The International Monetary Fund (IMF) in its World Economic Outlook (WEO) update released yesterday has projected that the Nigerian economy will grow by 1.5 per cent this year, slightly lower than the 1.7 per cent it had predicted for the country in its previous forecast.
The multilateral institution, in its latest WEO titled: ‘Policy Support and Vaccines Expected to Lift Activity,’ however, predicted that in sub-Saharan Africa, growth will strengthen to 3.2 per cent in 2021 and 3.9 per cent in 2022.
It also expected oil prices to average above $50 per barrel in 2021, a more than 21 per cent rise from 2020’s depressed level on the back of the rollout of vaccines and fiscal stimulus programmes.
IMF stated that the updated version of the report was reviewed in line with emergence of a new variant of coronavirus, which poses as a concern for global recovery.
On its revised projections, the report stated: “Although recent vaccine approvals have raised hopes of a turnaround in the pandemic later this year, renewed waves and new variants of the virus pose concerns for the outlook. Amid exceptional uncertainty, the global economy is projected to grow 5.5 percent in 2021 and 4.2 percent in 2022. The 2021 forecast is revised up 0.3 percentage point relative to the previous forecast, reflecting expectations of a vaccine-powered strengthening of activity later in the year and additional policy support in a few large economies.”
Speaking at the virtual unveil of the WEO report, Economic Counselor and Director of the Research Department, Ms. Gita Gopinath, said as much as 90 million people worldwide would fall below poverty bracket and also urged low income and emerging economies to hasten COVID-19 vaccination.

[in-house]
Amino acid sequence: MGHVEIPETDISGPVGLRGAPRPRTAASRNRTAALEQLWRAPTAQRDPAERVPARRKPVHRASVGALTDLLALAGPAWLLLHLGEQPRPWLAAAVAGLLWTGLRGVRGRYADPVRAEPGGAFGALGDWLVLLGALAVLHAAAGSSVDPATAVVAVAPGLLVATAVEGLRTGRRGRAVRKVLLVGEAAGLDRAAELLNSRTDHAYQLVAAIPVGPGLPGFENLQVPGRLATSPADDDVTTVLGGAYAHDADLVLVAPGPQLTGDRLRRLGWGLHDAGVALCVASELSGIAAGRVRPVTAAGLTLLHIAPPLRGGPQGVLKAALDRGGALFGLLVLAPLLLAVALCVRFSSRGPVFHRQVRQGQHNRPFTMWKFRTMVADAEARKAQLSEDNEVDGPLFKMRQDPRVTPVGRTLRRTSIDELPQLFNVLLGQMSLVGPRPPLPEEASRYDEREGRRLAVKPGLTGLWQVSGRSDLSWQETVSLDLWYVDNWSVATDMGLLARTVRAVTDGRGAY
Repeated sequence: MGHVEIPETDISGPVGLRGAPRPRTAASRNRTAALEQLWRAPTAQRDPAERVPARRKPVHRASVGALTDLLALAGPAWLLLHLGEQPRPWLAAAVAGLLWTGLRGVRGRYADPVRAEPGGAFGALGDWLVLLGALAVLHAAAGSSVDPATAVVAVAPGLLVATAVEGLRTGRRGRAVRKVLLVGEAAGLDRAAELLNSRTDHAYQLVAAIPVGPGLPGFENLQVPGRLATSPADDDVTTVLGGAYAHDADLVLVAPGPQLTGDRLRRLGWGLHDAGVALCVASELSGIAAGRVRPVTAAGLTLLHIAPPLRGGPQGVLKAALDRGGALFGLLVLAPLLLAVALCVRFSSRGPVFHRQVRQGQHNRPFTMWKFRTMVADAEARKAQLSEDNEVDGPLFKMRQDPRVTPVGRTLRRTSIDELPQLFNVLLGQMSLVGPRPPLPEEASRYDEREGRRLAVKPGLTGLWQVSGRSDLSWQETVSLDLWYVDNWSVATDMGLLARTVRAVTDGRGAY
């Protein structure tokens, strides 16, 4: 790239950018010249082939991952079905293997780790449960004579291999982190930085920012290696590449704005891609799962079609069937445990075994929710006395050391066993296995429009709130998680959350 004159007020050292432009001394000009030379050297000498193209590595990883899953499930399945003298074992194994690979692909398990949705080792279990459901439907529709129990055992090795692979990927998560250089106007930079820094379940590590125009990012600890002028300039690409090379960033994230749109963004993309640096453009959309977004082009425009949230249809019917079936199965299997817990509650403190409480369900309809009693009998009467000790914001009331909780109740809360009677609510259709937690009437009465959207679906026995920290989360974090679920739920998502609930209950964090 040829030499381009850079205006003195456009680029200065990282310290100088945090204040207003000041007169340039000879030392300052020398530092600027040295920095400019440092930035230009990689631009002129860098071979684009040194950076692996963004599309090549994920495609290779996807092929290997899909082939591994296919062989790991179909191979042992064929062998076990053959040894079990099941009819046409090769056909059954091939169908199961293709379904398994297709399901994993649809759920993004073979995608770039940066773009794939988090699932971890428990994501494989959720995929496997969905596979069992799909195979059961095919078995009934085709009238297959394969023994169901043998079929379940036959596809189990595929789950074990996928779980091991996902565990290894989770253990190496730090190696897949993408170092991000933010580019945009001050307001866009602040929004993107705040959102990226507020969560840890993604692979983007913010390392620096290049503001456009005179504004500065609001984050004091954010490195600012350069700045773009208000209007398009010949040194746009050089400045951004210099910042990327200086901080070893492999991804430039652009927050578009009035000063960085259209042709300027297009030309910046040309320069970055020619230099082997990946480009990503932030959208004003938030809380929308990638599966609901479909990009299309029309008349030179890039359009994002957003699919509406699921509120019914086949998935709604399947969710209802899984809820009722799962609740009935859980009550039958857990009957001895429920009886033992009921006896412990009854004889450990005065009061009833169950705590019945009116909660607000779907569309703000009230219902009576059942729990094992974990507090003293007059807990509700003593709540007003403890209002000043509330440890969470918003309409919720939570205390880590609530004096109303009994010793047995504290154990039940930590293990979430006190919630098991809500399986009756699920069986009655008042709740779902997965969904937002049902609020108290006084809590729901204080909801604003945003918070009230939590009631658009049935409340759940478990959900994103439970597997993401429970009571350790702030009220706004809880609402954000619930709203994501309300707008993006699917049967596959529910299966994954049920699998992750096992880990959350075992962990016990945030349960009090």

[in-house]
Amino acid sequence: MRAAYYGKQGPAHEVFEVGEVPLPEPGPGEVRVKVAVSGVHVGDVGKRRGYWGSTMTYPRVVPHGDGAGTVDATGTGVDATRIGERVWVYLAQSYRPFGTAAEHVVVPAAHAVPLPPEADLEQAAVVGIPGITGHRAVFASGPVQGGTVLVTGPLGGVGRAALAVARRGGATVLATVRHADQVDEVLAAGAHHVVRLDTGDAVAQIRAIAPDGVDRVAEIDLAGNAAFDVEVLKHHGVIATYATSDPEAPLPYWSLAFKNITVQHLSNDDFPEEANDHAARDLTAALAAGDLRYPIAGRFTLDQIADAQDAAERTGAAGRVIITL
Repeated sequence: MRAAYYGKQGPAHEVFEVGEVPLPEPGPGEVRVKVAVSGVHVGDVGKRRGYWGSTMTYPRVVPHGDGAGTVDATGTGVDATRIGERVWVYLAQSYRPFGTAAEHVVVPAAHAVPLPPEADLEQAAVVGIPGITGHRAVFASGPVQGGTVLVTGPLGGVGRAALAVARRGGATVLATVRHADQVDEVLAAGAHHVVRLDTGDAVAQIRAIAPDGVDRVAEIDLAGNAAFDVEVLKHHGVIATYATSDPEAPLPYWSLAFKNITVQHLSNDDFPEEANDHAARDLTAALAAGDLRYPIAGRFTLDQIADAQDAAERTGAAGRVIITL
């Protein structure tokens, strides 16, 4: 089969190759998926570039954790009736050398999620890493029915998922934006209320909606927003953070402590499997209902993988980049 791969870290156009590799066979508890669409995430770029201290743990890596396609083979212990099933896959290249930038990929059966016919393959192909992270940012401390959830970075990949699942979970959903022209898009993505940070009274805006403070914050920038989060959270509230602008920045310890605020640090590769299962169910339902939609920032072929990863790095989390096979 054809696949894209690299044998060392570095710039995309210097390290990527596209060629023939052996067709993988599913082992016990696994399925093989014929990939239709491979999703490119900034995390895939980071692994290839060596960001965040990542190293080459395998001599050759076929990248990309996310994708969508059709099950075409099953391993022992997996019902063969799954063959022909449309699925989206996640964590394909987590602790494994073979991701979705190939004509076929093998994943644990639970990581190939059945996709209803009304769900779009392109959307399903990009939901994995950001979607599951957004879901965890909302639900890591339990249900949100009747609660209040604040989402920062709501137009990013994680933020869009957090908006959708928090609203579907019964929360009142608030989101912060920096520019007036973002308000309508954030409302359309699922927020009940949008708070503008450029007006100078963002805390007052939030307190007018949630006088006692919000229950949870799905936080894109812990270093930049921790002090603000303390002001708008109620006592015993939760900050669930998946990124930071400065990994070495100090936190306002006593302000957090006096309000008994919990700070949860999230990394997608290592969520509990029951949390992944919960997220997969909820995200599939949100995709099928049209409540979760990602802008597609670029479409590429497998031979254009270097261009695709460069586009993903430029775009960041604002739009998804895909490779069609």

She said: “Oil exporters and tourism-dependent economies are particularly hard hit and their prospects are severe given that oil prices have a subdued outlook and cross border travel is not expected to resume anytime soon.
“Even within countries, the burden of the crisis has been felt unequally across different groups. Workers with less education, youth and women have suffered disproportionate income losses. 90 million individuals are expected to enter extreme poverty over 2020/2021 reversing the trends of the past two decades.”
She called for more support to fund African countries’ purchase of vaccines.
“But there are many countries that are waiting till 2022 for that to happen and that is just costly for everybody not just for developing countries, it is also very costly for countries that have the vaccines. Which is why we are calling for greater funding for making sure these vaccines are available to poor nations.”